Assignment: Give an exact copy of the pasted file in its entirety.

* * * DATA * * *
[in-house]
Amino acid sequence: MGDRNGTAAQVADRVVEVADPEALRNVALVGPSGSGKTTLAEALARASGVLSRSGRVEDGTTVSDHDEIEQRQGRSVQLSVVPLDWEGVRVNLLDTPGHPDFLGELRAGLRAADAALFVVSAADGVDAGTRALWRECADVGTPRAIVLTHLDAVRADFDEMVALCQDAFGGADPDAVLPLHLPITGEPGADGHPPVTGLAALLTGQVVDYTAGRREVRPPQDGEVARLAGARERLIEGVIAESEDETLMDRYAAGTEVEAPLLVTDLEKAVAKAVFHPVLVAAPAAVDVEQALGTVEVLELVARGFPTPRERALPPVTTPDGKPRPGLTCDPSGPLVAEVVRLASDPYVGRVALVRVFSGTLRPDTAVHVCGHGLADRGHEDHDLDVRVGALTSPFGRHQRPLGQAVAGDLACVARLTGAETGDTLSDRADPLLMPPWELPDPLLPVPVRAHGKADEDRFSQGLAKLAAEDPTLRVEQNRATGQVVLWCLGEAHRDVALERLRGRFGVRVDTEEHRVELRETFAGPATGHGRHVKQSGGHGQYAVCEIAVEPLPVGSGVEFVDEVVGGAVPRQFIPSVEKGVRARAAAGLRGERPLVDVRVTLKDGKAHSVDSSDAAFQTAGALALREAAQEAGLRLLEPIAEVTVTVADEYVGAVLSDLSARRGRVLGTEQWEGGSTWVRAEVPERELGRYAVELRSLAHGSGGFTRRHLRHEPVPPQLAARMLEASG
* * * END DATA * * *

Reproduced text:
[in-house]
Amino acid sequence: MGDRNGTAAQVADRVVEVADPEALRNVALVGPSGSGKTTLAEALARASGVLSRSGRVEDGTTVSDHDEIEQRQGRSVQLSVVPLDWEGVRVNLLDTPGHPDFLGELRAGLRAADAALFVVSAADGVDAGTRALWRECADVGTPRAIVLTHLDAVRADFDEMVALCQDAFGGADPDAVLPLHLPITGEPGADGHPPVTGLAALLTGQVVDYTAGRREVRPPQDGEVARLAGARERLIEGVIAESEDETLMDRYAAGTEVEAPLLVTDLEKAVAKAVFHPVLVAAPAAVDVEQALGTVEVLELVARGFPTPRERALPPVTTPDGKPRPGLTCDPSGPLVAEVVRLASDPYVGRVALVRVFSGTLRPDTAVHVCGHGLADRGHEDHDLDVRVGALTSPFGRHQRPLGQAVAGDLACVARLTGAETGDTLSDRADPLLMPPWELPDPLLPVPVRAHGKADEDRFSQGLAKLAAEDPTLRVEQNRATGQVVLWCLGEAHRDVALERLRGRFGVRVDTEEHRVELRETFAGPATGHGRHVKQSGGHGQYAVCEIAVEPLPVGSGVEFVDEVVGGAVPRQFIPSVEKGVRARAAAGLRGERPLVDVRVTLKDGKAHSVDSSDAAFQTAGALALREAAQEAGLRLLEPIAEVTVTVADEYVGAVLSDLSARRGRVLGTEQWEGGSTWVRAEVPERELGRYAVELRSLAHGSGGFTRRHLRHEPVPPQLAARMLEASG